As you know, the news is providing the latest updates on the coronavirus, but no one seems to share tips on how to calm our anxiety in the wake of this pandemic.
This week, on coffee with Nunzia, I’m sharing my new piece published on the Health Journal.
Real Strategies to Calm Anxiety
If you feel like the entire world is crashing in on you during this unprecedented health crisis, you are not alone. People around the globe are facing the unthinkable as the number of deaths caused by COVID-19 continues to escalate with more than 10,000 deaths in the U.S.
President Trump said a difficult week is heading our way in fighting the global pandemic. “This will be the toughest week.” “There will be a lot of death, unfortunately.” Given the above statement, it’s no wonder that as the coronavirus continues to spread, so does our panic. The anxiety and grief from this pandemic are affecting every single one of us right now.
Coping with the stress is both mentally and emotionally challenging. Facing the anxieties and worries that run through our minds is difficult. We may feel angry, afraid, and confused. As we watch the news, we are witnessing entire countries around the world shutting down. Many, including myself are wondering what’s going to happen next or how we are going to pay our bills, maybe even buy groceries.
Now more than ever, it is imperative that we include some form of exercise in our daily routine. Even during quarantine, if you keep your body moving for about twenty minutes each day, it will help to reduce stress. It will boost your mood, calm your anxiety, ease your depression and may even improve your immune response. The world may not have been prepared for this, but you can prepare yourself. Your life may depend on it.
Keep Your Body Moving
According to Mayo Clinic, “Exercise in almost any form can act as a stress reliever. Being active can boost your feel-good endorphins and distract you from daily worries.”
In a recent report, the CDC suggests a total of 150 minutes of adequately invested aerobic activity for each week, along with two days of muscle strengthening activity, that you can easily extend to avoid doing it all at once.
To anyone, that sounds unmanageable – even daunting and anxiety provoking in and of itself. Because many of us are limited with time, the CDC suggests that you can stretch out your workouts throughout the week. “You can even break it up into smaller chunks of time during the day. Learn more about finding a balance that works for you.” It will help you to keep your immune system in tip-top shape.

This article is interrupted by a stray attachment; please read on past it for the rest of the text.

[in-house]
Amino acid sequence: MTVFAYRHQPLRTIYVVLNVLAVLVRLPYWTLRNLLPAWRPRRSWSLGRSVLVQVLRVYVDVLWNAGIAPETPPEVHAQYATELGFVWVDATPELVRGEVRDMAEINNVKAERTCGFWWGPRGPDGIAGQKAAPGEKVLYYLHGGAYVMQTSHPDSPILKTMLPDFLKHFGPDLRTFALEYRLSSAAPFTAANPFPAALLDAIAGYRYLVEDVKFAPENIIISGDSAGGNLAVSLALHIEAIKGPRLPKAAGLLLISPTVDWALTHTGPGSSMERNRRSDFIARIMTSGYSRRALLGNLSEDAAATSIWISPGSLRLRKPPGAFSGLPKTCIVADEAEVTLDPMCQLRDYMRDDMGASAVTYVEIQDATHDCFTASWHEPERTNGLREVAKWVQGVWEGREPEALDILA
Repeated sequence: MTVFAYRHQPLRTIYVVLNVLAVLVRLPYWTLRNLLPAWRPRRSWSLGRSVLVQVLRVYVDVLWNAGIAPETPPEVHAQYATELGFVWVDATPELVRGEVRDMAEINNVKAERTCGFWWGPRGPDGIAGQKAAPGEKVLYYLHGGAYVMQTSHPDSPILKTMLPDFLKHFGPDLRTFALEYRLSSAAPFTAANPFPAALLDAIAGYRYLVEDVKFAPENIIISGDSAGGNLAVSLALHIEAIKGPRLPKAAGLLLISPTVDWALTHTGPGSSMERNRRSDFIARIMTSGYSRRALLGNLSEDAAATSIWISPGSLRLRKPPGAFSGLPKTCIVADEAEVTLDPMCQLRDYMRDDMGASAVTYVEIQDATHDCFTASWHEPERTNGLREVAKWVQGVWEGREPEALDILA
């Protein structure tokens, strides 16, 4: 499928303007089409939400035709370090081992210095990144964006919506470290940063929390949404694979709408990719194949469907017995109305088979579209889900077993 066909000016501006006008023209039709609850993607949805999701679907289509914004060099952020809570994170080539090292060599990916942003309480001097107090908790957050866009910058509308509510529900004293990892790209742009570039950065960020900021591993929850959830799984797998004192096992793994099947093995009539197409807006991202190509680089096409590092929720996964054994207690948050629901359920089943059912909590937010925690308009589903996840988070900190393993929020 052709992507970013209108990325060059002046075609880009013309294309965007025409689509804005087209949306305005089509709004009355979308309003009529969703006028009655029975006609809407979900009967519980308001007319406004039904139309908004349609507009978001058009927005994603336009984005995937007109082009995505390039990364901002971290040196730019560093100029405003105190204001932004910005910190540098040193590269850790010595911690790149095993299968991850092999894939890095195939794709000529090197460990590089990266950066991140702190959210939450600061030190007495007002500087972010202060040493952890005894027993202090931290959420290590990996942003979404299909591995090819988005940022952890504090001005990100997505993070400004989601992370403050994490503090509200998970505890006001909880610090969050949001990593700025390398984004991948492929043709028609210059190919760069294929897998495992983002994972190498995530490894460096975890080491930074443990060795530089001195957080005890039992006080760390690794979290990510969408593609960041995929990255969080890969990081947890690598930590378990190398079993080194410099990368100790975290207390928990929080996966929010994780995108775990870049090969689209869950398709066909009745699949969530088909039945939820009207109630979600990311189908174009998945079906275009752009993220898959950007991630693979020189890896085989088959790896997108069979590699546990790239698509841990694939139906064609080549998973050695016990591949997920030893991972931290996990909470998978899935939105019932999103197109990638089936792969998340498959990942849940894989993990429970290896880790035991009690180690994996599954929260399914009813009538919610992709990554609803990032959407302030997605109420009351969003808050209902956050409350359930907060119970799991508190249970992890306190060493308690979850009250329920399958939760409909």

While you are at home, why not schedule a daily video chat to keep in touch with family members living in different households or around the country? Be sure to stay in touch with your elderly family members as well because the likelihood is that they are more isolated than most. A recent study shows that during stressful times contact with a friend decreases levels of the stress hormone cortisol which when overactive, over time can negatively impact your immune system.
Mayo Clinic has stated that when we face difficulties, having a strong social connection around us is imperative to fight stress, indicating that now more than ever we need to keep in touch with our friends, even if we can’t meet up together in person. A strong social support network can be critical to help you through the stress of tough times, whether you’ve had a bad day at work or a year filled with loss or chronic illness. It turns out that when you make time to keep in touch with your friends — even if only online — it can actually make you feel happier.
Make Time for a Mindful Morning Routine
A calming morning ritual with these quick and gentle mindfulness movements is a great way to de-stress when you are feeling frustrated. It will help to set you up for a stress-free day, especially when the tension and anxiety can strike out of nowhere.
These quick relaxation techniques are an effective way to calm your nerves and lower your blood pressure helping you to get mentally as well as physically fit.
Benefits of Meditation
When we meditate even for a short time, it can change the brain’s neural pathways. “A few minutes of practice per day can help ease anxiety. Research suggests that daily meditation may alter the brain’s neural pathways, making you more resilient to stress,” said Robbie Maller Hartman, PhD, a Chicago health and wellness coach.
This ancient practice has been around for thousands of years. When we take a few minutes to take a deep breath, relax and clear our minds it brings a wide range of health benefits. Mindfulness may also be good for hearts that are already healthy. Research suggests that meditation can increase respiratory sinus arrhythmia, the natural variations in heart rate that happen when we breathe that indicate better heart health and an increased chance of surviving a heart attack.
Activities suggested by the CDC to boost your immunity during this time:
• Take breaks from watching, reading or listening to news stories, including social media. Hearing about the pandemic repeatedly can be upsetting.
• Take care of your body. Take deep breaths, stretch or meditate.
• Try to eat healthy, well-balanced meals, exercise regularly, get plenty of sleep and avoid alcohol and drugs.
• Make time to unwind. Try to do some other activities you enjoy.
• Connect with others. Talk with people you trust about your concerns and how you are feeling.
You Can Do This
If you’re feeling overwhelmed by the pandemic, there are coronavirus hotlines for each state to provide support and to answer all your questions. Keep in mind that this is a time to listen up, pay attention and follow the guidelines and directions of our experts on the frontlines. It is important to stay home in order to stop the spreading of the virus but stay positive and calm. Remember that you are not alone. Namaste.